I am curating my credit card design as an exhibition space; this month the invited artist is Manuel Fernández
Digital Economy refers to an economy that is based on digital technologies. The digital economy is also sometimes called the Internet Economy, the New Economy, or Web Economy. Increasingly, the “digital economy” is intertwined with the traditional economy making a clear delineation harder.
In the last decade of the 20th century. Nicholas Negroponte (1995) used a metaphor of shifting from processing atoms to processing bits. He discussed the disadvantages of the former (e.g., mass, materials, transport) and advantages of the latter (e.g., weightlessness, virtual, instant global movement). In this new economy, digital networking and communication infrastructures provide a global platform over which people and organizations devise strategies, interact, communicate, collaborate and search for information.
The measurement of the size of the digital economy is subject to many difficulties and much debate. Some people distinguish between a “direct” and an “indirect” digital economy, where the direct contribution is the economic activity related to pure online businesses and the indirect activity is related to digital activity of mixed businesses. Deloitte’s Access Economics for instance estimated the size of the direct digital economy in Australia to be $50b in 2012, or approximately 0.5% of the country’s GDP. In 2010, The Boston Consulting Group estimates the size of , what it terms the “internet economy”, at $2.3 Trillion for the G20 group of countries, approximately 4.1% of their GDP. According to research firm IDC, the size of total worldwide e-commerce, when global business-to-business and -consumer transactions are added together, will equate to $16 trillion in 2013. IDate, another research firm, estimates the global market for digital products and services at $4.4 trillion in 2013. A report by Oxford Economics adds those two together to estimate the total size of the digital economy at $20.4 trillion, equivalent to roughly 13.8% of global sales. As of 2012, the United Kingdom is estimated to have the largest internet economy in the G20 relative to the size of its GDP, at 8.3%.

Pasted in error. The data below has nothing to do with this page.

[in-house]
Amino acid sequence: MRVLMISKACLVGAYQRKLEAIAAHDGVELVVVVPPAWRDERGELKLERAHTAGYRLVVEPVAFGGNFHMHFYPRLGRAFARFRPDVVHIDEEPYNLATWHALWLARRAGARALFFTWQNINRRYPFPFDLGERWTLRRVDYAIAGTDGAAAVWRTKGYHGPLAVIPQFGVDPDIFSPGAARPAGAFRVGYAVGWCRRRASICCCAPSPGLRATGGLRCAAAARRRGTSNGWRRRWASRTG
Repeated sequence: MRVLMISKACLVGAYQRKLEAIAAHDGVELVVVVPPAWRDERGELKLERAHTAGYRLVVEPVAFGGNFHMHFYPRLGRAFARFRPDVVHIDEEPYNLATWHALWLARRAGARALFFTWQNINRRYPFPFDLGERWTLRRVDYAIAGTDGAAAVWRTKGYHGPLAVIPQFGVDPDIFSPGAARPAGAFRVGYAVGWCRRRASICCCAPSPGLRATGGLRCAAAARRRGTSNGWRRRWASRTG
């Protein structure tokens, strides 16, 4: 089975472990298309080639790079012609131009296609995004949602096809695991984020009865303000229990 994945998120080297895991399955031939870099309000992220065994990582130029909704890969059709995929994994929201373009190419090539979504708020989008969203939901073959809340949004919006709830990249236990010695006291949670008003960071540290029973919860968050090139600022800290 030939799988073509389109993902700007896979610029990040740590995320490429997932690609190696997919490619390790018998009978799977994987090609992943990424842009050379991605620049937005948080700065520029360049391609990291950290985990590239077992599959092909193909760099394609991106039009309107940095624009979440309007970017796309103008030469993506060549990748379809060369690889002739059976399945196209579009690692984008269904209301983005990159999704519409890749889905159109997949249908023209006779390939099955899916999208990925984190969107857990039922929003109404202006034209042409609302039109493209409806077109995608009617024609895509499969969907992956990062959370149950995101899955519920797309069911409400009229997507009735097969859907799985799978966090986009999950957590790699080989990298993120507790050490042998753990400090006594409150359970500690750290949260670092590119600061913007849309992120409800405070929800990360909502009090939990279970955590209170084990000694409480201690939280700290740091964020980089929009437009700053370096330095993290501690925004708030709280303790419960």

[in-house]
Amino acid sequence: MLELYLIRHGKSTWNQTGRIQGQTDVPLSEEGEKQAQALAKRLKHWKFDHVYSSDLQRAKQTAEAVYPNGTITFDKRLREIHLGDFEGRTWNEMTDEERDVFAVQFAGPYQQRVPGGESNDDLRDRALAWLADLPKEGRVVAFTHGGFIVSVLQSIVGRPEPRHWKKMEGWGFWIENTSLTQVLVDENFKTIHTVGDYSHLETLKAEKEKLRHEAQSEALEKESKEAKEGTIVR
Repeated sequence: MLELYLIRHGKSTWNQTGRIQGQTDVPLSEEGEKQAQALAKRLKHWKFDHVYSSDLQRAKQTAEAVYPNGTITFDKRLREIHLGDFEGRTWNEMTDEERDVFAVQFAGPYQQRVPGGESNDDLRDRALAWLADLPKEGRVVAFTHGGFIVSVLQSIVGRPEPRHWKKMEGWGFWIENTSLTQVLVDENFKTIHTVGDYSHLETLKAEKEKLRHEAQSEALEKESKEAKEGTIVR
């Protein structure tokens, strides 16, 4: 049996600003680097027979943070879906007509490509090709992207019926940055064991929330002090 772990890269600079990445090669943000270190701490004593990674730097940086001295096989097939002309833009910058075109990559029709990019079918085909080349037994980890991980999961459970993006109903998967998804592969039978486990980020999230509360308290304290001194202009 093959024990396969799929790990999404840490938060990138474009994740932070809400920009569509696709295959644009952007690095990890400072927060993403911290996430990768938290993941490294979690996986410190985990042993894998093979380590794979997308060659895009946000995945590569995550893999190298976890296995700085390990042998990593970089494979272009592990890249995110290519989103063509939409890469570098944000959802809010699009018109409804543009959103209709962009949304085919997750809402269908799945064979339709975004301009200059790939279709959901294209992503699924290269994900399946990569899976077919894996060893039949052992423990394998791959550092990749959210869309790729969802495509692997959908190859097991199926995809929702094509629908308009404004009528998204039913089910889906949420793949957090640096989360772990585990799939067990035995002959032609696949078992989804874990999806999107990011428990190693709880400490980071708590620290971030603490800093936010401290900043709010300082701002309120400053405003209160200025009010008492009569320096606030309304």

It is widely accepted that the growth of the digital economy has widespread impact on the whole economy. Various attempts at categorising the size of the impact on traditional sectors have been made. The Boston Consulting Group discussed “four waves of change sweeping over consumer goods and retail”, for instance. Deloitte ranked six industry sectors as having a “short fuse” and to experience a “big bang” as a result of the digital economy. Telstra, a leading Australian telecommunications provider, describes how competition will become more global and more intense as a result of the digital economy.
Given its expected broad impact, traditional firms are actively assessing how to respond to the changes brought about by the digital economy. For corporations, timing of their response is of the essence. Banks are trying to innovate and use digital tools to improve their traditional business. Governments are investing in infrastructure. The Australian National Broadband Network, for instance, aims to provide a 1 GB/sec download speed fibre based broadband to 93% of the population over ten years.